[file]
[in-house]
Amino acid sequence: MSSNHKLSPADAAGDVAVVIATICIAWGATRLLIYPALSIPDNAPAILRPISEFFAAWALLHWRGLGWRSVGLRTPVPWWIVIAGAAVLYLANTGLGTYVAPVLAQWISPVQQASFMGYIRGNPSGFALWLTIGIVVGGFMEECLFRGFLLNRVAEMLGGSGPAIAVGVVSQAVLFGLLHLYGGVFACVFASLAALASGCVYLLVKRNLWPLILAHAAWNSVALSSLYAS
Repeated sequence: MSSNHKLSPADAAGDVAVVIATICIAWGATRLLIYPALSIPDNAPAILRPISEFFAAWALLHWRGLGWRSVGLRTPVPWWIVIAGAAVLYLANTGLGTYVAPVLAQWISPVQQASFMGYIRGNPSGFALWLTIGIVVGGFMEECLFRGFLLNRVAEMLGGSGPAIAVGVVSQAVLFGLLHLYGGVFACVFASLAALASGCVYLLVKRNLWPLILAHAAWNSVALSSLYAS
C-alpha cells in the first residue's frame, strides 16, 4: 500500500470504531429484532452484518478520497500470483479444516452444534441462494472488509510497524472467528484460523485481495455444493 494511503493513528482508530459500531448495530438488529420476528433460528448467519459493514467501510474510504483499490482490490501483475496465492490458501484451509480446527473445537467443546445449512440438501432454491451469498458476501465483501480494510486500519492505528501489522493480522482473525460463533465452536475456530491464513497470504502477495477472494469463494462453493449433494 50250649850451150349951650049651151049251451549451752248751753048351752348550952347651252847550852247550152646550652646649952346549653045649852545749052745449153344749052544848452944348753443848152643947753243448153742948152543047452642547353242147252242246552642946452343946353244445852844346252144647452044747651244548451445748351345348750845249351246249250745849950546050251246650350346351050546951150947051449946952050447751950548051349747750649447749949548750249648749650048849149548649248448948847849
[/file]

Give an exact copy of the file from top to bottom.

[in-house]
Amino acid sequence: MSSNHKLSPADAAGDVAVVIATICIAWGATRLLIYPALSIPDNAPAILRPISEFFAAWALLHWRGLGWRSVGLRTPVPWWIVIAGAAVLYLANTGLGTYVAPVLAQWISPVQQASFMGYIRGNPSGFALWLTIGIVVGGFMEECLFRGFLLNRVAEMLGGSGPAIAVGVVSQAVLFGLLHLYGGVFACVFASLAALASGCVYLLVKRNLWPLILAHAAWNSVALSSLYAS
Repeated sequence: MSSNHKLSPADAAGDVAVVIATICIAWGATRLLIYPALSIPDNAPAILRPISEFFAAWALLHWRGLGWRSVGLRTPVPWWIVIAGAAVLYLANTGLGTYVAPVLAQWISPVQQASFMGYIRGNPSGFALWLTIGIVVGGFMEECLFRGFLLNRVAEMLGGSGPAIAVGVVSQAVLFGLLHLYGGVFACVFASLAALASGCVYLLVKRNLWPLILAHAAWNSVALSSLYAS
C-alpha cells in the first residue's frame, strides 16, 4: 500500500470504531429484532452484518478520497500470483479444516452444534441462494472488509510497524472467528484460523485481495455444493 494511503493513528482508530459500531448495530438488529420476528433460528448467519459493514467501510474510504483499490482490490501483475496465492490458501484451509480446527473445537467443546445449512440438501432454491451469498458476501465483501480494510486500519492505528501489522493480522482473525460463533465452536475456530491464513497470504502477495477472494469463494462453493449433494 50250649850451150349951650049651151049251451549451752248751753048351752348550952347651252847550852247550152646550652646649952346549653045649852545749052745449153344749052544848452944348753443848152643947753243448153742948152543047452642547353242147252242246552642946452343946353244445852844346252144647452044747651244548451445748351345348750845249351246249250745849950546050251246650350346351050546951150947051449946952050447751950548051349747750649447749949548750249648749650048849149548649248448948847849